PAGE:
Introductory Concepts

In this Introduction to the VIDEO series, we will discuss the  the basics of bankruptcy preference actions.  This section also outlines the remaining 6 parts of the VIDEO series and what you can expect to learn in each part.

In this presentation, we talk about the basics:

  • the rules that apply to the vast majority of preference claims
  • 3 of the most common defenses
  • the books and records that you may need to defend a preference claim

In order to present the basics in a clear and concise manner, we have avoided constantly mentioning that there are exceptions or limitations. However, bankruptcy preference law can be very complex. Some situations are beyond the basics we address here and your situation may be one of those complex situations.

We use certain fundamental terminology in this presentation.

  • Preference Claims” are demands and legal proceedings for the return of certain payments made by a bankrupt company prior to its bankruptcy filing.
  • Preference Claims usually are for payments for goods or services that the bankrupt company received as a “Customer”.
  • The bankruptcy court will appoint a lawyer or law firm to pursue Preference Claims. We will call it the “Customer’s Bankruptcy Representative”.
  • In most cases, Preference Claims are made against a person who provided goods or services. We will call it the “Supplier”.

We have divided the presentation into 6 parts.

• In Part 1, we review:

  • The key players and concepts with regard to bankruptcy preferences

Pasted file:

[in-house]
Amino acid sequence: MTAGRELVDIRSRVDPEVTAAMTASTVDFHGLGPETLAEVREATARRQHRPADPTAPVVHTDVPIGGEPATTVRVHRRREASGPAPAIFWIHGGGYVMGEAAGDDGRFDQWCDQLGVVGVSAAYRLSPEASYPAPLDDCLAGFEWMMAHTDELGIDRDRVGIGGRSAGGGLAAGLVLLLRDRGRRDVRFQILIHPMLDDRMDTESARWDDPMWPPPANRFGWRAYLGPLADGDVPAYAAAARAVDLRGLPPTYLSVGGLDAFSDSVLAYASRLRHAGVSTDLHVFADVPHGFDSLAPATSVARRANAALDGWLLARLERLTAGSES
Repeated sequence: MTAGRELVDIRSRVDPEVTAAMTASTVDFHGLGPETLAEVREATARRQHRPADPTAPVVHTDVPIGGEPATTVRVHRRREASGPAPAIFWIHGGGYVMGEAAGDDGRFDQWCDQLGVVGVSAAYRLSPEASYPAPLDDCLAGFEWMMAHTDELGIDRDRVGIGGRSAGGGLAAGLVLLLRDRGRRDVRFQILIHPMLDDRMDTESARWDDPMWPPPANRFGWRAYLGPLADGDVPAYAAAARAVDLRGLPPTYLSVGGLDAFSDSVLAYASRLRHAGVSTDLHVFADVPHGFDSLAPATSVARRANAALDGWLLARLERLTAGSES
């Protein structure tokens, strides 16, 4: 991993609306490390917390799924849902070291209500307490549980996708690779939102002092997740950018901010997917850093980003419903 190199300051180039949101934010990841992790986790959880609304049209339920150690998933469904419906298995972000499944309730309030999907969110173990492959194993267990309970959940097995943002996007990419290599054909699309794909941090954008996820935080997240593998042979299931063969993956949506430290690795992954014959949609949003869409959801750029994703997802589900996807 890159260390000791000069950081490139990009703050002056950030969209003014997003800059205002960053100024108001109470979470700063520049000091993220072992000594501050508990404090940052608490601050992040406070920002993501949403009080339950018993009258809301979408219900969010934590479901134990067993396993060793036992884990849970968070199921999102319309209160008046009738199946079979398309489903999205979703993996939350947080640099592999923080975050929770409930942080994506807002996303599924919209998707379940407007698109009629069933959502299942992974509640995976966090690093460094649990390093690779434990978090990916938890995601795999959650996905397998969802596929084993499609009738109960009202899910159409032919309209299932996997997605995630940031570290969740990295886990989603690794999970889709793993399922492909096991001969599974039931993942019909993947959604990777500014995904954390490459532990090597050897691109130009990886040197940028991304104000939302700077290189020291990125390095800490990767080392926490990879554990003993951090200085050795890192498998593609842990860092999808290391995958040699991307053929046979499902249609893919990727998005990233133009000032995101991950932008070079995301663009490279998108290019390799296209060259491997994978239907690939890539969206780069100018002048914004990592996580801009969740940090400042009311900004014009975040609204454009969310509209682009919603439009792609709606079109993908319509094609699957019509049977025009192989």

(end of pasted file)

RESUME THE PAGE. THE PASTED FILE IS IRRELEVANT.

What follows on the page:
• The timeline for a preference claim
  • How to identify a payment that may be subject to a preference claim
  • The “Zone of Information” that applies to the identification of potential preference payments

• In Part 2, we review the first of the most common defenses – the contemporaneous exchange defense.

  • The “Zone of Information” that applies to this defense
  • The basic elements of the defense
  • A simple example of the application of the defense

• In Part 3, we review the second of the most common preference claim defenses – the “ordinary course of business” defense.

  • The “Zone of Information” that applies to this defense
  • The basic elements of the defense
  • A simple example of the application of the defense

• In Part 4, we review the third of the most common preference claim defenses – the “subsequent new value” defense.

  • The “Zone of Information” that applies to this defense
  • The basic elements of the defense
  • A simple example of the application of the defense

In Part 5, we review the mixing and matching of defenses in the case of multiple payments in the preference period.

In Part 6, we discuss the importance of books and records in defending a bankruptcy preference claim. The time between a bankruptcy filing and a preference claim can be many months or even years In the Sixth and final part, we discuss in more depth the books and records that you may need in defending a preference claim. These documents generally fall in four categories.

1. Contract documents

  • e.g. Contracts, purchase orders, releases

2. Accounting Records

  • e.g. AR Ledger, Cash Receipts Journal, Bank Statements, Invoices

3. Shipping Records

  • e.g. Packing Slips, Advanced Ship Notifications (ASNs), EDI Records, delivery receipts

4. Correspondence File

  • e.g. Emails, letters and memos